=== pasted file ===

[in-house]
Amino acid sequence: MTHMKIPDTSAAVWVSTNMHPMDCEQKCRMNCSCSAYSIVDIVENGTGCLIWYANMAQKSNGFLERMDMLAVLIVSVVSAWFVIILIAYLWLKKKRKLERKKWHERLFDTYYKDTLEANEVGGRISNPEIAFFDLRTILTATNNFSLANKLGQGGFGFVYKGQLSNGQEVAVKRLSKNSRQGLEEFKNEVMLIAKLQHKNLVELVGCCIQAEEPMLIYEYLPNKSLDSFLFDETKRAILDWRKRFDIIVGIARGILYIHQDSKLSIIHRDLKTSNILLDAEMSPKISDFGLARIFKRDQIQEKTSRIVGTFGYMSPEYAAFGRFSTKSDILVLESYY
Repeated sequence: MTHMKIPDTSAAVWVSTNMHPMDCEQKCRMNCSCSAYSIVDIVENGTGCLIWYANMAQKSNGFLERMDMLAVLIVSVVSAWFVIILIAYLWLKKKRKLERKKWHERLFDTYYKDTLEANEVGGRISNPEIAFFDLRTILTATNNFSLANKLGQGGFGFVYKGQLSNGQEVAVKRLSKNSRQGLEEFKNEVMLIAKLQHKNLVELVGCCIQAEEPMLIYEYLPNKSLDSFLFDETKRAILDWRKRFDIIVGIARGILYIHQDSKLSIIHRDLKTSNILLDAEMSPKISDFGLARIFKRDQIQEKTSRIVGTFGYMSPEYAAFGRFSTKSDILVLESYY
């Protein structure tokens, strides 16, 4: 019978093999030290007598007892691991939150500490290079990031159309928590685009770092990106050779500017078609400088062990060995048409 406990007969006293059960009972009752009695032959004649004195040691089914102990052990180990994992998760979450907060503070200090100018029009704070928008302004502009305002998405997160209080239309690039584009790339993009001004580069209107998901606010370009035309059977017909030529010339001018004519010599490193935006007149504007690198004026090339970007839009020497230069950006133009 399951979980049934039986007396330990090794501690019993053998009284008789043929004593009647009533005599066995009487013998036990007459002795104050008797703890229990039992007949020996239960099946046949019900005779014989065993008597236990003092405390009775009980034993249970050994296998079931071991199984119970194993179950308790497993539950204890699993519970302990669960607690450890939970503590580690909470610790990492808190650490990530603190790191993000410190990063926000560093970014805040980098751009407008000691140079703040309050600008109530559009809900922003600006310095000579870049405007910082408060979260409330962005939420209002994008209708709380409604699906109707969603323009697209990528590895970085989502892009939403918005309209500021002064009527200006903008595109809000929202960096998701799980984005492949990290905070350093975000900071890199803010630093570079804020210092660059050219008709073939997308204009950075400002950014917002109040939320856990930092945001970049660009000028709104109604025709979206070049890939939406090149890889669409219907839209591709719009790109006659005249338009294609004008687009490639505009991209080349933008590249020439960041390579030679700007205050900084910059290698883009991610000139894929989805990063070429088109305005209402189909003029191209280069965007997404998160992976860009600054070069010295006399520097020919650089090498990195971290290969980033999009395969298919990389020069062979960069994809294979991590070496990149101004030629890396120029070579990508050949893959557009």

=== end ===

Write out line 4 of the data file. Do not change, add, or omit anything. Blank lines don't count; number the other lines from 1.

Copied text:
């Protein structure tokens, strides 16, 4: 019978093999030290007598007892691991939150500490290079990031159309928590685009770092990106050779500017078609400088062990060995048409 406990007969006293059960009972009752009695032959004649004195040691089914102990052990180990994992998760979450907060503070200090100018029009704070928008302004502009305002998405997160209080239309690039584009790339993009001004580069209107998901606010370009035309059977017909030529010339001018004519010599490193935006007149504007690198004026090339970007839009020497230069950006133009 399951979980049934039986007396330990090794501690019993053998009284008789043929004593009647009533005599066995009487013998036990007459002795104050008797703890229990039992007949020996239960099946046949019900005779014989065993008597236990003092405390009775009980034993249970050994296998079931071991199984119970194993179950308790497993539950204890699993519970302990669960607690450890939970503590580690909470610790990492808190650490990530603190790191993000410190990063926000560093970014805040980098751009407008000691140079703040309050600008109530559009809900922003600006310095000579870049405007910082408060979260409330962005939420209002994008209708709380409604699906109707969603323009697209990528590895970085989502892009939403918005309209500021002064009527200006903008595109809000929202960096998701799980984005492949990290905070350093975000900071890199803010630093570079804020210092660059050219008709073939997308204009950075400002950014917002109040939320856990930092945001970049660009000028709104109604025709979206070049890939939406090149890889669409219907839209591709719009790109006659005249338009294609004008687009490639505009991209080349933008590249020439960041390579030679700007205050900084910059290698883009991610000139894929989805990063070429088109305005209402189909003029191209280069965007997404998160992976860009600054070069010295006399520097020919650089090498990195971290290969980033999009395969298919990389020069062979960069994809294979991590070496990149101004030629890396120029070579990508050949893959557009």